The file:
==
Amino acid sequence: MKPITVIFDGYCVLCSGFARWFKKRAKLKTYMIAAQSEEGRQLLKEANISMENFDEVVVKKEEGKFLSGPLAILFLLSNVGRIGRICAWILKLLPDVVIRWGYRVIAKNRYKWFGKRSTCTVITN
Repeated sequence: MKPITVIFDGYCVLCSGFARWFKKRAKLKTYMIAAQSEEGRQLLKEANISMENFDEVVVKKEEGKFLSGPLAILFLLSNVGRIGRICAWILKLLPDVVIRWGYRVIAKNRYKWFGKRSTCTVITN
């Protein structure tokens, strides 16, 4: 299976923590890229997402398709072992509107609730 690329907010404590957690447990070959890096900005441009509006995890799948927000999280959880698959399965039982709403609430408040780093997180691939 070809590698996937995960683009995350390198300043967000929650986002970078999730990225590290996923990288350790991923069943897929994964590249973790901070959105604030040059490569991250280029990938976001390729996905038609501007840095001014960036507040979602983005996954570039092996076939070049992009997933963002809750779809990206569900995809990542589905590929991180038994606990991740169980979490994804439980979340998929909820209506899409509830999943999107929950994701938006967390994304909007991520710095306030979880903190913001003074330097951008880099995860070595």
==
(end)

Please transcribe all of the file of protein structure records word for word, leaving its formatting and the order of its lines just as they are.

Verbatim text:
Amino acid sequence: MKPITVIFDGYCVLCSGFARWFKKRAKLKTYMIAAQSEEGRQLLKEANISMENFDEVVVKKEEGKFLSGPLAILFLLSNVGRIGRICAWILKLLPDVVIRWGYRVIAKNRYKWFGKRSTCTVITN
Repeated sequence: MKPITVIFDGYCVLCSGFARWFKKRAKLKTYMIAAQSEEGRQLLKEANISMENFDEVVVKKEEGKFLSGPLAILFLLSNVGRIGRICAWILKLLPDVVIRWGYRVIAKNRYKWFGKRSTCTVITN
């Protein structure tokens, strides 16, 4: 299976923590890229997402398709072992509107609730 690329907010404590957690447990070959890096900005441009509006995890799948927000999280959880698959399965039982709403609430408040780093997180691939 070809590698996937995960683009995350390198300043967000929650986002970078999730990225590290996923990288350790991923069943897929994964590249973790901070959105604030040059490569991250280029990938976001390729996905038609501007840095001014960036507040979602983005996954570039092996076939070049992009997933963002809750779809990206569900995809990542589905590929991180038994606990991740169980979490994804439980979340998929909820209506899409509830999943999107929950994701938006967390994304909007991520710095306030979880903190913001003074330097951008880099995860070595």